Time got the better of me again, so here’s a big development update covering December, January, and some of February.
I went from paternity leave in September straight into the mêlée of our first entirely online semester. Here’s an update of development work on Numbas during the month of October.
The vast majority of changes are bug fixes, now that so many more people are using Numbas and discovering edge cases. (And I made a couple of mistakes when introducing Numbas v5, sorry!)
We’re continually working on Numbas, fixing bugs and adding new features. I thought that it would be a good idea to post more regularly about updates to the Numbas software, rather than waiting until each year’s major version release to list everything that’s changed.
I’m going to go into a bit more detail on changes than I normally would in major-release posts, to give an idea of what day-to-day development on Numbas looks like.
I’d like these posts to be monthly, but I’m about to embark on a month of paternity leave, so don’t expect another one until the end of October.
So, here’s what’s changed since Numbas v5.0 was released in June.
We’ve just released a minor new version of the Numbas LTI tool provider.
Changes in this version include:
- A global dashboard view, showing resources which are active today.
- An option to only show completed attempts when viewing the statistics for a resource.
- When the student ends their attempt, they’re shown an encoded receipt which they can use as evidence of their score, even if no receipt email is sent.
- Bug fixes around time zone handling, sending email receipts on attempt completion, cross-site security and text formatting.
We recommend updating any servers running the LTI provider as soon as possible, by following the upgrade instructions.
We’re releasing another major version of Numbas. This release incorporates a couple of exciting new developments, which greatly expand Numbas’ capabilities.
If you want to dive right in, have a go at the demo exam we’ve made to show off the new features.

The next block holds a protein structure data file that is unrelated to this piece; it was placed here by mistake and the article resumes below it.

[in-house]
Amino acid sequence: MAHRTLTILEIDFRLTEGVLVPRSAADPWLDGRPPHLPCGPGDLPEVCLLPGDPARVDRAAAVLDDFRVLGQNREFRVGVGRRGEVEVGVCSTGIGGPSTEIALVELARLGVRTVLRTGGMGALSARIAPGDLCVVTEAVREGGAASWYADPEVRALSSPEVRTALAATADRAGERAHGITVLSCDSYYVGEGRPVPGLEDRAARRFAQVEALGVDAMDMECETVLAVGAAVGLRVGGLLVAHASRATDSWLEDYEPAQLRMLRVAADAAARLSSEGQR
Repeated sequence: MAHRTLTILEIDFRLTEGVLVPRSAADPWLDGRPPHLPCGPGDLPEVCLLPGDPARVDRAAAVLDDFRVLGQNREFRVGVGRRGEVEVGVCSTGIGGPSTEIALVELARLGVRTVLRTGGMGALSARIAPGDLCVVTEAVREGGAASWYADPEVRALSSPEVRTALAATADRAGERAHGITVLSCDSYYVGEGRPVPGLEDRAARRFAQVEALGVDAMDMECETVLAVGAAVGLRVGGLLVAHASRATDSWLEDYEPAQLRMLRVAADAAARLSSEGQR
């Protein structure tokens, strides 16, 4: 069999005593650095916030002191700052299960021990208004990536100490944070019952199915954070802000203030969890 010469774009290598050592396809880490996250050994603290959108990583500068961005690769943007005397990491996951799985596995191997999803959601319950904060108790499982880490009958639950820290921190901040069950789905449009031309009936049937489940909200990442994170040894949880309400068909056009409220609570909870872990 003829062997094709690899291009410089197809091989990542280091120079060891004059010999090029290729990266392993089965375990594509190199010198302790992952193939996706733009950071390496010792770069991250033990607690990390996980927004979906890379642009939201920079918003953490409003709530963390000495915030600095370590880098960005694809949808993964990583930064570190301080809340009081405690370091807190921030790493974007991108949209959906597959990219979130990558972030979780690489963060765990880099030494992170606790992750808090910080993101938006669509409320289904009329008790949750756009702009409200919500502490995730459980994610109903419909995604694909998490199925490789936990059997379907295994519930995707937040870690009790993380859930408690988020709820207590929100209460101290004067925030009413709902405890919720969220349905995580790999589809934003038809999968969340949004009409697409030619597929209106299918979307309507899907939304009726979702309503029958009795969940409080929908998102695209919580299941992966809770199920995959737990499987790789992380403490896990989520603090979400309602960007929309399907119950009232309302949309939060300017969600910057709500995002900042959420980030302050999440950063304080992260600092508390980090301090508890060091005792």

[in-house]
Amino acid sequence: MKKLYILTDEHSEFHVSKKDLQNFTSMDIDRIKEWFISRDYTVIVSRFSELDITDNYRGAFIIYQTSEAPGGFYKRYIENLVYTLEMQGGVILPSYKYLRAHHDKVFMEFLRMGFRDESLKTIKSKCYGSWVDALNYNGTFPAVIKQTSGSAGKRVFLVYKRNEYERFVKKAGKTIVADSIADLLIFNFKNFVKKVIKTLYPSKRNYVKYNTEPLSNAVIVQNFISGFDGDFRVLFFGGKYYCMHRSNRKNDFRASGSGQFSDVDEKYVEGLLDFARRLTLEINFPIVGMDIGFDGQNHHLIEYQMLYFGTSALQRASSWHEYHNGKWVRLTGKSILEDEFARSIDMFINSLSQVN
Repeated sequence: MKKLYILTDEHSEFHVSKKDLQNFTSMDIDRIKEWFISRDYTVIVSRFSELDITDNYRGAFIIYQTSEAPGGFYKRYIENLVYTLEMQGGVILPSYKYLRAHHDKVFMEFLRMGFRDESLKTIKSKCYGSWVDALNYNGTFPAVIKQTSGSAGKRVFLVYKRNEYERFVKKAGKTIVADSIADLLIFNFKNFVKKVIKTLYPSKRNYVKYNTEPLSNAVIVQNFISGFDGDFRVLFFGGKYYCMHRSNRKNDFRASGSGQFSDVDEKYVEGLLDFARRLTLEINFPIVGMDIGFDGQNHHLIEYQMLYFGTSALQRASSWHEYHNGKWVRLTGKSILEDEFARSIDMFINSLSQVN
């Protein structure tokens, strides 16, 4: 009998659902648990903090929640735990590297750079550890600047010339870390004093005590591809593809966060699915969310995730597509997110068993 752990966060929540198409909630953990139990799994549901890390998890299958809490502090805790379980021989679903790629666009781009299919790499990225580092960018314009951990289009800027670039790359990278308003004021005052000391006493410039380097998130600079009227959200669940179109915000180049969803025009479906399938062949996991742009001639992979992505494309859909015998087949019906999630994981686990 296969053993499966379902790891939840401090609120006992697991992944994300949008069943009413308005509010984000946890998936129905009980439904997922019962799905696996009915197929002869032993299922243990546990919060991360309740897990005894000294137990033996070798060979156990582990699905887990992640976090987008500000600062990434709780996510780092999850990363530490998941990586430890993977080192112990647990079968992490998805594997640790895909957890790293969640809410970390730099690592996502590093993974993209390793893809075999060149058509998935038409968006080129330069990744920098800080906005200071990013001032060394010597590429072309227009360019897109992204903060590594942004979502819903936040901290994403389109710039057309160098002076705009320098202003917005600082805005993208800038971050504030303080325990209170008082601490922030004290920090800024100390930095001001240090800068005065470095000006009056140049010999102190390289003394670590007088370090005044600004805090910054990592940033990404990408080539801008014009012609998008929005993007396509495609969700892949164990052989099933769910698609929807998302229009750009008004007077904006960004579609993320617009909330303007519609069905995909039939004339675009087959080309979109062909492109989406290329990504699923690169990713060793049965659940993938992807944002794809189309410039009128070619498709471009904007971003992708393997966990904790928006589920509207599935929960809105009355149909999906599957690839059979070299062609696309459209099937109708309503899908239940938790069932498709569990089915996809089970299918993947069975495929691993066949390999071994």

The short story: We’ve written an extension to Numbas which adds a data type for handling quantities with associated units, and a custom part type which asks the student to enter a value with units.
Today we’ve released Numbas v3.0. It’s the thing I’m second-most proud of producing in the last year (my daughter was born last October).
The marking code at the heart of Numbas has been completely rewritten, to make it much easier for question authors to change how students’ answers are marked. This has also allowed the introduction of custom part types, to make it easier to use and reuse different marking algorithms.
During our project to create material for students making the transition to university, I did a bit of development work on Numbas based on issue that our interns raised. I’ll describe those here.
We’ve made a few changes to Numbas and the editor recently, with the aim of improving usability. It involved moving some parts of the editor around, so I thought I’d better show what we’ve done.
First of all, when you submit an answer to a part of a Numbas question, the input changes colour depending on the score you were awarded. (If you’ve got score feedback turned off, it turns the same colour no matter how you did)
Here’s an example: